John Mearsheimer Endorses 'A Full-Fledged Apologist for Hitler'

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It's David Rothkopf turn to takes apart John Mearsheimer for endorsing Gilad Atzmon's new book:


Mearsheimer's defense is stunningly lame. He begins with an attack on Goldberg. He then quotes the blurb and edges slightly away from the book by saying he doesn't agree with everything in it. He then repeats his admonition that Jews and non-Jews should read the book ... although I can hardly imagine how many Jews will be moved to buy a book on the recommendation of John Mearsheimer.

That said, he goes on to say that he has taught courses about the Holocaust and is therefore not a Holocaust denier. That said, Goldberg never said he was a Holocaust denier. He said he had endorsed one.  Goldberg's assertion, based on Atzmon's writings, is that Atzmon has sought to both minimize the event and to explain away its origins as something at least in large part provoked by the Jews. What is this if not revisionism and there is no disputing that by blaming the Jews in part for their fate, Atzmon is, in fact, as accused a full-fledged apologist for Hitler.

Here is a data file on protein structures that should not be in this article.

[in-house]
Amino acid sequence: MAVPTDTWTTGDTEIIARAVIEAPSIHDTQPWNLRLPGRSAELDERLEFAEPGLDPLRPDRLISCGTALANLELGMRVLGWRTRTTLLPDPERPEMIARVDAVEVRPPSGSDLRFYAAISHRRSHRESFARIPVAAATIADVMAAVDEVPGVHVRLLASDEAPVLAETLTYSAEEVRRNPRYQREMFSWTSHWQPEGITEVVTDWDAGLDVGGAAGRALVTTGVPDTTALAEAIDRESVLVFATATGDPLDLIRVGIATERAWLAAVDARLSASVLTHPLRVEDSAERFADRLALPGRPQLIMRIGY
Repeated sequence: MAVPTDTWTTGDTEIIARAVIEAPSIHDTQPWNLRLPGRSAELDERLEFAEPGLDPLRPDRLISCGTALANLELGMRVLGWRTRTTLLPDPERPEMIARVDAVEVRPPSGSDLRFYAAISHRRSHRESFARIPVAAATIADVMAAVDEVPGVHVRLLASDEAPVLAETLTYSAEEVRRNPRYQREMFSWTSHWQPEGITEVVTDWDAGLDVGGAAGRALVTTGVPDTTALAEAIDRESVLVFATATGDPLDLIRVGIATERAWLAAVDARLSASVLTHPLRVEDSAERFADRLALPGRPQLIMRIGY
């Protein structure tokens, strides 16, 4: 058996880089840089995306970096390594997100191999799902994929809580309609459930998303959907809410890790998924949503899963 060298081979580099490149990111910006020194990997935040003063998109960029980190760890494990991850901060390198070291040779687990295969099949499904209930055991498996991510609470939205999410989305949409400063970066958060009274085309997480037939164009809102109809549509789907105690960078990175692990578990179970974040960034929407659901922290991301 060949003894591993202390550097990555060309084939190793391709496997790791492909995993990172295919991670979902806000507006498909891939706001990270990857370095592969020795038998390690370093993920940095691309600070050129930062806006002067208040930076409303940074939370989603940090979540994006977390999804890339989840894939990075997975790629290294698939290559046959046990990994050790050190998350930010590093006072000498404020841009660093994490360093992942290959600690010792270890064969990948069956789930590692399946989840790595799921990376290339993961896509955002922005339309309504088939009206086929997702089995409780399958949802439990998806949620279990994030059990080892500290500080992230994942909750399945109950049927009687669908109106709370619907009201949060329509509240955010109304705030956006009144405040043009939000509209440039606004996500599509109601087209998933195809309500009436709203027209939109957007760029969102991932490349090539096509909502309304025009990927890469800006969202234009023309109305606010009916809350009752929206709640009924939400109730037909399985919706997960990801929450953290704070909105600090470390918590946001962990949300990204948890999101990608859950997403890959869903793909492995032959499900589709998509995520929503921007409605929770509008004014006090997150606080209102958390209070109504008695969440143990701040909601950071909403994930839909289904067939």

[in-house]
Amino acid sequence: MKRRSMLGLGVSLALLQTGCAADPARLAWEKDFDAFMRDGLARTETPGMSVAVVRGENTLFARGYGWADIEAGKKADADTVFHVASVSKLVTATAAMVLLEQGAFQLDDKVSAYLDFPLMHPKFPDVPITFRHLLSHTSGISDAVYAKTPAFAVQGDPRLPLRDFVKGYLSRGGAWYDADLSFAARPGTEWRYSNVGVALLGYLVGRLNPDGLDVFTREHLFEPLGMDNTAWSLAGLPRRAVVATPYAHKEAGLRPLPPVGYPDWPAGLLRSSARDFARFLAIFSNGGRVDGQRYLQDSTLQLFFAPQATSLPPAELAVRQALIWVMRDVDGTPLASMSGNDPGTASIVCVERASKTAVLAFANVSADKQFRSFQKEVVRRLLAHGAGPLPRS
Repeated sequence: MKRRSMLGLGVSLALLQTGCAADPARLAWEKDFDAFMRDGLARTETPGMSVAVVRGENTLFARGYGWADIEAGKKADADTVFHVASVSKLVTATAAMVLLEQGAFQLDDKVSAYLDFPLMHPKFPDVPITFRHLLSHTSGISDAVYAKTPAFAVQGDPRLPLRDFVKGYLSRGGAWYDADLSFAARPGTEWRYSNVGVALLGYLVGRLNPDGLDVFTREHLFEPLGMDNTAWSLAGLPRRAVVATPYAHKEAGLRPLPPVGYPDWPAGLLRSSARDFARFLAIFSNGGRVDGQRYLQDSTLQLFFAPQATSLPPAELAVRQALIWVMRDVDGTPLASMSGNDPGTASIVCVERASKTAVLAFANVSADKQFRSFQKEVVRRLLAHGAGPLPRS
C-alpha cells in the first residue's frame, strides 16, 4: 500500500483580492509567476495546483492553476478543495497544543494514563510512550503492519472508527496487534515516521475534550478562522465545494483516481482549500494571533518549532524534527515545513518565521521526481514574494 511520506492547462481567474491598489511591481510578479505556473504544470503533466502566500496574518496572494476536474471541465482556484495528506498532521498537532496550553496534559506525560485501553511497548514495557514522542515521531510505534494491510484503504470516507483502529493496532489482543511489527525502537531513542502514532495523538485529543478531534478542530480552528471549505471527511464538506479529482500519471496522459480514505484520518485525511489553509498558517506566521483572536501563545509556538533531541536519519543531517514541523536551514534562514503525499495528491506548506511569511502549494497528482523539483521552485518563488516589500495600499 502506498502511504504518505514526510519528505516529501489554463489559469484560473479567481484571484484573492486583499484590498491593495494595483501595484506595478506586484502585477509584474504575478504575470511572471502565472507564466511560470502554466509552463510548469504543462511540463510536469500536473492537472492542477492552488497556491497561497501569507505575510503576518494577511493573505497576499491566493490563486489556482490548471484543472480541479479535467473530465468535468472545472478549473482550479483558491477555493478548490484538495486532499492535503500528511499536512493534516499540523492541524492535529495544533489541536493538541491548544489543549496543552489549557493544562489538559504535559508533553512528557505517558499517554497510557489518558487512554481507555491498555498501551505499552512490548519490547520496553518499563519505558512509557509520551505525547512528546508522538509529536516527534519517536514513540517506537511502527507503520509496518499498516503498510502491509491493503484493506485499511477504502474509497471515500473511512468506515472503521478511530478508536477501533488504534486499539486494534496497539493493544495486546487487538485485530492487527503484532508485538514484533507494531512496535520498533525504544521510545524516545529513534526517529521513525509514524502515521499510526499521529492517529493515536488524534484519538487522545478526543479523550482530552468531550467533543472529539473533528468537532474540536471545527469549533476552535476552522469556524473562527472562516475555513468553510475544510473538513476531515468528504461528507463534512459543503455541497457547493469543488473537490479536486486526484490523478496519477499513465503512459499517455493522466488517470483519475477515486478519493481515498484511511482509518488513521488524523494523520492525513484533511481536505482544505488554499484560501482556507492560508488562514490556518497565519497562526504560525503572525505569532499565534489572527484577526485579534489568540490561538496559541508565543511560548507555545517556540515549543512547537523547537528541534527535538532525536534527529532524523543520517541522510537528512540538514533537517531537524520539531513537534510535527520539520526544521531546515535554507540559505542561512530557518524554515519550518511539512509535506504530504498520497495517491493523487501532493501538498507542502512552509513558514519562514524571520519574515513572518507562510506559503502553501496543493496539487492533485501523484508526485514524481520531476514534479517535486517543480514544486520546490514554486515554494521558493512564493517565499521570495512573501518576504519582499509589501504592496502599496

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Jeffrey Goldberg is a national correspondent for The Atlantic and a recipient of the National Magazine Award for Reporting. Author of the book Prisoners: A Story of Friendship and Terror, Goldberg also writes the magazine's advice column. More

Before joining The Atlantic in 2007, Goldberg was a Middle East correspondent, and the Washington correspondent, for The New Yorker. Previously, he served as a correspondent for The New York Times Magazine and New York magazine. He has also written for the Jewish Daily Forward, and was a columnist for The Jerusalem Post.

His book Prisoners was hailed as one of the best books of 2006 by the Los Angeles Times, The New York Times, The Washington Post, Slate, The Progressive, Washingtonian magazine, and Playboy. Goldberg rthe recipient of the 2003 National Magazine Award for Reporting for his coverage of Islamic terrorism. He is also the winner of the International Consortium of Investigative Journalists prize for best international investigative journalist; the Overseas Press Club award for best human-rights reporting; and the Abraham Cahan Prize in Journalism. He is also the recipient of 2005's Anti-Defamation League Daniel Pearl Prize.

In 2001, Goldberg was appointed the Syrkin Fellow in Letters of the Jerusalem Foundation, and in 2002 he became a public-policy scholar at the Woodrow Wilson International Center for Scholars in Washington, D.C.

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